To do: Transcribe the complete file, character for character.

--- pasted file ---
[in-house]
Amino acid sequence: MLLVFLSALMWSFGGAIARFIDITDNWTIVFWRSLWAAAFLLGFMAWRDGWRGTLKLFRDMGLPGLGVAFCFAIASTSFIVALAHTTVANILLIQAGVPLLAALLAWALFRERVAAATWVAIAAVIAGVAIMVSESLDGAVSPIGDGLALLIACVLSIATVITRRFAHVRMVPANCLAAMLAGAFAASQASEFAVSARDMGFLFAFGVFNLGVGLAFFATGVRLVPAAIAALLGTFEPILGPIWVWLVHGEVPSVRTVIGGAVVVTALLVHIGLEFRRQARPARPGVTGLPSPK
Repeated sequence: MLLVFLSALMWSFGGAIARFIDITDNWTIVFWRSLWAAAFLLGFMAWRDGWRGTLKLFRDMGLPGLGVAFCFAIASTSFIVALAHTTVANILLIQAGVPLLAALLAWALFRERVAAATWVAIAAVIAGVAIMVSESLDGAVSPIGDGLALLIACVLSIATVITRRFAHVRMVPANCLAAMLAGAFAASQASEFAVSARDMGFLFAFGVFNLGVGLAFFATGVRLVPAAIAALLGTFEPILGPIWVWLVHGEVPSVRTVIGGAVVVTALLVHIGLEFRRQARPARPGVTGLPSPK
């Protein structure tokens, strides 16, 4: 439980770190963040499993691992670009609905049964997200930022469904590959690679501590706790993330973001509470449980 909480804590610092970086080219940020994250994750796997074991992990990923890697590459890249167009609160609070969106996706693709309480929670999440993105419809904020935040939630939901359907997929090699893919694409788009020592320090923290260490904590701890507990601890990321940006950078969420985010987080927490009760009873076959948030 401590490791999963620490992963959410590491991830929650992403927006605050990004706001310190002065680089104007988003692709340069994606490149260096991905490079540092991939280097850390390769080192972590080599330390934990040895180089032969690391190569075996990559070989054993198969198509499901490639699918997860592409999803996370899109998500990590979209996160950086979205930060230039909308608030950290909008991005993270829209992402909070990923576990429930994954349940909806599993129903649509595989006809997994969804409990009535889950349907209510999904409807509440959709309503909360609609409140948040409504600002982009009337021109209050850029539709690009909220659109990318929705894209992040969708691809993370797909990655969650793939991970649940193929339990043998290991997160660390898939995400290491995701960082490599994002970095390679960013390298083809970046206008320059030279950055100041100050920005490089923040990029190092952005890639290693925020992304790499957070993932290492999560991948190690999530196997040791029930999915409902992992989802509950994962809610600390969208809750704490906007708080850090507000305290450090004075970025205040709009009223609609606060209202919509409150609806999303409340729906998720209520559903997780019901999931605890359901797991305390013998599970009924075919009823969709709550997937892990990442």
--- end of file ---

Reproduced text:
[in-house]
Amino acid sequence: MLLVFLSALMWSFGGAIARFIDITDNWTIVFWRSLWAAAFLLGFMAWRDGWRGTLKLFRDMGLPGLGVAFCFAIASTSFIVALAHTTVANILLIQAGVPLLAALLAWALFRERVAAATWVAIAAVIAGVAIMVSESLDGAVSPIGDGLALLIACVLSIATVITRRFAHVRMVPANCLAAMLAGAFAASQASEFAVSARDMGFLFAFGVFNLGVGLAFFATGVRLVPAAIAALLGTFEPILGPIWVWLVHGEVPSVRTVIGGAVVVTALLVHIGLEFRRQARPARPGVTGLPSPK
Repeated sequence: MLLVFLSALMWSFGGAIARFIDITDNWTIVFWRSLWAAAFLLGFMAWRDGWRGTLKLFRDMGLPGLGVAFCFAIASTSFIVALAHTTVANILLIQAGVPLLAALLAWALFRERVAAATWVAIAAVIAGVAIMVSESLDGAVSPIGDGLALLIACVLSIATVITRRFAHVRMVPANCLAAMLAGAFAASQASEFAVSARDMGFLFAFGVFNLGVGLAFFATGVRLVPAAIAALLGTFEPILGPIWVWLVHGEVPSVRTVIGGAVVVTALLVHIGLEFRRQARPARPGVTGLPSPK
């Protein structure tokens, strides 16, 4: 439980770190963040499993691992670009609905049964997200930022469904590959690679501590706790993330973001509470449980 909480804590610092970086080219940020994250994750796997074991992990990923890697590459890249167009609160609070969106996706693709309480929670999440993105419809904020935040939630939901359907997929090699893919694409788009020592320090923290260490904590701890507990601890990321940006950078969420985010987080927490009760009873076959948030 401590490791999963620490992963959410590491991830929650992403927006605050990004706001310190002065680089104007988003692709340069994606490149260096991905490079540092991939280097850390390769080192972590080599330390934990040895180089032969690391190569075996990559070989054993198969198509499901490639699918997860592409999803996370899109998500990590979209996160950086979205930060230039909308608030950290909008991005993270829209992402909070990923576990429930994954349940909806599993129903649509595989006809997994969804409990009535889950349907209510999904409807509440959709309503909360609609409140948040409504600002982009009337021109209050850029539709690009909220659109990318929705894209992040969708691809993370797909990655969650793939991970649940193929339990043998290991997160660390898939995400290491995701960082490599994002970095390679960013390298083809970046206008320059030279950055100041100050920005490089923040990029190092952005890639290693925020992304790499957070993932290492999560991948190690999530196997040791029930999915409902992992989802509950994962809610600390969208809750704490906007708080850090507000305290450090004075970025205040709009009223609609606060209202919509409150609806999303409340729906998720209520559903997780019901999931605890359901797991305390013998599970009924075919009823969709709550997937892990990442």